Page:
CRAIG OF THE CREEK is a Cartoon Network show you wished you had when you were eight years old. It’s a show you could have watched after school with a friend perched in front of a TV. Maybe you could have talked about your favorite CRAIG OF THE CREEK characters such as Earl Williams (Phil LaMarr) or The Scratchless One (Evan Agos).

Perhaps, you could have debated about whether “The Future Is Cardboard” or “Bring Out Your Beast” was a better episode. Your time as a child may have passed or maybe you’re still a growing kid. But CRAIG OF THE CREEK is here, and it’s a wonderfully delightful show that’s really for all kiddos at heart.

The 11-minute CRAIG OF THE CREEK stars its titular protagonist and follows his adventures in the made-up town of Herkleston, Maryland. The first episode immediately pulls audience members into Craig Williams’s (Philip Solomon) world. As Craig roams around his house, trying to find a place to draw his map of the Creek, we are introduced to his family through a series of vignette-style interactions.

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His brother Bernard Williams (Phil Morris) wants to judiciously study for AP Literature in the kitchen. So, Craig can’t draw there. His little sister Jessica Williams (Dharma Brown) wants to watch finance news in the living room. Craig’s drawing will be a distraction.

Craig moves to the basement where his father Duane Williams (Terry Crews) exercises on his treadmill. However, the strong wind from his dad’s forceful pedaling blows his paper and crayons away. We aren’t introduced to his mother, but she’ll become important later.

CRAIG OF THE CREEK is a Show for All Kids and Explorers at Heart

Craig just wants to discover the unknown parts of the mysterious creek outside.

“When my house is not a home, the creek is still the creek,” he says.

So, he joins his friends John Paul “J.P.” (H. Michael Croner) and Kelsey Bern (Georgie Kidder and Noël Wells) to explore the creek. In the pilot CRAIG OF THE CREEK episode called an “Itch to Explore,” they seek out an uncharted part of the creek, which is in the middle of a poison ivy grove.

They want to be the first to find the place and put their names on the map for eternity.

Cartoon Network's CRAIG OF THE CREEK shows outdoors in a new light.
Cartoon Network’s CRAIG OF THE CREEK shows the outdoors and exploration in a new light (Courtesy of Cartoon Network).

So, in an almost ANNIHILATION-type journey, they suit up in white plastic jumpsuits and traverse through the poison ivy grove. Along the way, they notice something following them underneath the poison ivy, and they can’t figure out what it is, but they know it’s frightening. In their attempt to flee, their armor starts to rip and fall apart, exposing them to the itchy wrath of poison ivy.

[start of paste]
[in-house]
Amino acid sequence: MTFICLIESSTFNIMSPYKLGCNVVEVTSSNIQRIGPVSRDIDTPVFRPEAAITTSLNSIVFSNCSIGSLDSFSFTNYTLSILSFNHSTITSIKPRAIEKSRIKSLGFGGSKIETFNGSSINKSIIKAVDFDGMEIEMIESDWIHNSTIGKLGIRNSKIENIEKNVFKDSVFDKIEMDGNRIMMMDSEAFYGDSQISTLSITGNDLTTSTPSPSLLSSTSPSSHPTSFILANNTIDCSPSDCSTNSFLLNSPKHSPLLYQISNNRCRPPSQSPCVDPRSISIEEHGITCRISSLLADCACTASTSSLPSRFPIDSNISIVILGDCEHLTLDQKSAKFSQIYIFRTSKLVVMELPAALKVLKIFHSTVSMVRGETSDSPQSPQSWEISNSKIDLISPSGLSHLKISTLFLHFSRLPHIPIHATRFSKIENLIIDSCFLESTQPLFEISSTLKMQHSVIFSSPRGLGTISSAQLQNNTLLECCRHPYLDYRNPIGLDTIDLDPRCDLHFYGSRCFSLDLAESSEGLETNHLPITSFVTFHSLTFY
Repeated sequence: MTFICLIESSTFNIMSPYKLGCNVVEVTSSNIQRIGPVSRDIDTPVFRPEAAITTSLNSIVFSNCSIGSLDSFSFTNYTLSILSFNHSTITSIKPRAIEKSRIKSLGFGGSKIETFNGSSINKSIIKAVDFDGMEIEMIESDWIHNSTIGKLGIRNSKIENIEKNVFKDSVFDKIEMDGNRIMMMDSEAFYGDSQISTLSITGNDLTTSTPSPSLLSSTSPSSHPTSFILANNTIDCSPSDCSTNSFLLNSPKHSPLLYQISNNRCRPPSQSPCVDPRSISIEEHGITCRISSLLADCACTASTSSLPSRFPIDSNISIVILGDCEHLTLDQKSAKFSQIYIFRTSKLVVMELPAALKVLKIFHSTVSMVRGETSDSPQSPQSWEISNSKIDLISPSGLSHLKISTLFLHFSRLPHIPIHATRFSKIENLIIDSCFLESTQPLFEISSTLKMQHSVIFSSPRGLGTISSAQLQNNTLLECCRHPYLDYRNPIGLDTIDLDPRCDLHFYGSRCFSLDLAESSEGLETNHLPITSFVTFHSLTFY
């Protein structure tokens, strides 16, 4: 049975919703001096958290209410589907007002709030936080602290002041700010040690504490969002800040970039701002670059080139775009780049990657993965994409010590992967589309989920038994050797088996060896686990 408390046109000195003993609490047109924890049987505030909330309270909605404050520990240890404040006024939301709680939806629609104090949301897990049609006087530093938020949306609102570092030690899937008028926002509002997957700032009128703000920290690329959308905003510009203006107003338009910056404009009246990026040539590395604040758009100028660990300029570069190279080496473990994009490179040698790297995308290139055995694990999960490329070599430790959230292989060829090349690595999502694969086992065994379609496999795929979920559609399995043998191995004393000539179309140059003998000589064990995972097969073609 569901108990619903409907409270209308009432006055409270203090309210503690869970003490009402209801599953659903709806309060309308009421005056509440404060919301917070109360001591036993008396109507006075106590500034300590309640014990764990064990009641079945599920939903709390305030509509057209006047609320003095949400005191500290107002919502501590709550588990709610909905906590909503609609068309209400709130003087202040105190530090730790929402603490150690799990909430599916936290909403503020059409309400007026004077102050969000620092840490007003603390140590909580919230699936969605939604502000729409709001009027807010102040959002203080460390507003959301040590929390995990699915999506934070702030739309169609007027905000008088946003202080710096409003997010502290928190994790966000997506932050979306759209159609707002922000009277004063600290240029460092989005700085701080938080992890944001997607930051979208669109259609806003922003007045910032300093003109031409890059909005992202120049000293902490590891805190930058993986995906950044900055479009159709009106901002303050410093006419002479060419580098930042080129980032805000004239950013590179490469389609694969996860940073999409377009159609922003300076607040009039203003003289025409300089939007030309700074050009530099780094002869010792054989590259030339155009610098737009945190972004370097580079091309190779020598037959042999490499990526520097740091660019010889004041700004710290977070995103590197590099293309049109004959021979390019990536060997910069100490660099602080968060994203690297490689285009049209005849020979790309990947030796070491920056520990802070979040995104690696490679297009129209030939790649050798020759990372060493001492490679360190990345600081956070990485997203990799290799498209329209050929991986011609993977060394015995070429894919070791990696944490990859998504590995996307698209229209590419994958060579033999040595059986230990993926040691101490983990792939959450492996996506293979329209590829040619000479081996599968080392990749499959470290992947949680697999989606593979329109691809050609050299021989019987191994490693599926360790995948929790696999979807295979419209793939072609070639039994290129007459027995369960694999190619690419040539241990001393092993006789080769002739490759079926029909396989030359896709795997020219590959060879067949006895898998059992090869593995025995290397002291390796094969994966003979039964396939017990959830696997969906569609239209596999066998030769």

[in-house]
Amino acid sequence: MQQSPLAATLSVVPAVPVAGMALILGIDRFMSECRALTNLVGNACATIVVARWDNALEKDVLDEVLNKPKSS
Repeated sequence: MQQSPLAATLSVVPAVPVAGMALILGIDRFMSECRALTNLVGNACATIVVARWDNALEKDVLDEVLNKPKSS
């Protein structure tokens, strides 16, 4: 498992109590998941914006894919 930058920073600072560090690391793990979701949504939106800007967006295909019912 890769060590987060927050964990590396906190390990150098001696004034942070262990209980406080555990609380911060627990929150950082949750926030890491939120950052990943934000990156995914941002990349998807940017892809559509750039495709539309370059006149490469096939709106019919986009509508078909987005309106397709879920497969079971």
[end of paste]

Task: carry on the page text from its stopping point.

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At one point, the shapeless ivy monster has cornered them up on a tree branch. Craig so desperately wanted them to become legendary explorers, but he lost sight of what was important to him: his friends and not being so itchy. He volunteers to find help and jumps out of the tree in a dramatic flare, but quickly bounces back up to the tree branch. Turns out, he jumped onto a trampoline — the uncharted place.

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They also uncover the true origins of the shapeless poison ivy monster. The monster is actually a little boy that is poison ivy resistant. He goes by the name The Scratchless One. Craig, J.P, and Kelsey are initially scared of this disheveled boy, but really he’s not so frightening.

“I got six brother and sisters at home so I never get any space to myself. But thanks to my poison ivy powers, I found a place no one dare enter.” The Scratchless One wanted peace and quiet. The creek crew’s adventure would have prevented the little boy from having a little calm in his life. Craig knows what “it’s like to need some space,” and instead of naming the trampoline after the Creek crew, he labels it “Danger, Keep Out!” The Scratchless One is eternally grateful for Craig’s kind act.

CRAIG OF THE CREEK is About Discovering What’s Inside Oneself

Throughout the CRAIG OF THE CREEK season, the Crew encounters similar high jinks. They run into witches, try to capture a monster wreaking havoc on Craig’s grandfather’s garden, and help a Sewer Queen. Ultimately, their discovery of the creek ushers in a better understanding of themselves, which is a crucial aspect of CRAIG OF THE CREEK.

For example, in the pilot episode, Craig learns about sacrificing his goals for the good of others. In the “Wildernessa,” the fantasy buff Kelsey learns that championing for certain causes requires a little bit of planning. In “Sunday Best,” lovable oaf J.P. learns what it means to do laundry, dress up, and be responsible. No matter how small or big the life lesson is audience members can relate to the main characters because they, too, are trying to navigate life.